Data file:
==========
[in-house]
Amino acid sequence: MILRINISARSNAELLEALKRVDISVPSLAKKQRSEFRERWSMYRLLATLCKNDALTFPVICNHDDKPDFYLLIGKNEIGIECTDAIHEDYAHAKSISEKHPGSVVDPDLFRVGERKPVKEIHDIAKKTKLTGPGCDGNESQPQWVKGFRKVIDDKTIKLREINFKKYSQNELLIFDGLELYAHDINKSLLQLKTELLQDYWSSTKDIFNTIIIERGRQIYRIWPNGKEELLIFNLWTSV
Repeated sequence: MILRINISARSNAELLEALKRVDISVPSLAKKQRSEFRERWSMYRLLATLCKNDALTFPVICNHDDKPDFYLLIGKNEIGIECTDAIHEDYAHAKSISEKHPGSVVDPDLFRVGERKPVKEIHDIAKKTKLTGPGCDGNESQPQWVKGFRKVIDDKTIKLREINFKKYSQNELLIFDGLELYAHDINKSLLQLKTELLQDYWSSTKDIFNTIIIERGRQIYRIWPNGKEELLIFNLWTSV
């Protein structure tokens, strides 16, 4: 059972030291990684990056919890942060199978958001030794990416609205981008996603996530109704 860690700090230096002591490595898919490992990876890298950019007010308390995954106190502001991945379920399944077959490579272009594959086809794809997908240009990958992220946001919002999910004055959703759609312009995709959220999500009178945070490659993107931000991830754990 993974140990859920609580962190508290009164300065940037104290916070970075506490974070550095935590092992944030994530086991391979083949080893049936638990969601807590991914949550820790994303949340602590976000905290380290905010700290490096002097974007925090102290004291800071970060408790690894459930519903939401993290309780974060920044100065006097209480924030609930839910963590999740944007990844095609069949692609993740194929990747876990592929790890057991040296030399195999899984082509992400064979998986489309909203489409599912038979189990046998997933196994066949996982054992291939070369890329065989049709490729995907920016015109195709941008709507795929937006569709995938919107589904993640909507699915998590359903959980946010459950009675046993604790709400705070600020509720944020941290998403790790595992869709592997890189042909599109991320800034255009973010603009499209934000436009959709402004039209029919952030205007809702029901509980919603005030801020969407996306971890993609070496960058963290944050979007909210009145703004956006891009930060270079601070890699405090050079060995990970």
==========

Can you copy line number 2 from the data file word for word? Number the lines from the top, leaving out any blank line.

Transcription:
Amino acid sequence: MILRINISARSNAELLEALKRVDISVPSLAKKQRSEFRERWSMYRLLATLCKNDALTFPVICNHDDKPDFYLLIGKNEIGIECTDAIHEDYAHAKSISEKHPGSVVDPDLFRVGERKPVKEIHDIAKKTKLTGPGCDGNESQPQWVKGFRKVIDDKTIKLREINFKKYSQNELLIFDGLELYAHDINKSLLQLKTELLQDYWSSTKDIFNTIIIERGRQIYRIWPNGKEELLIFNLWTSV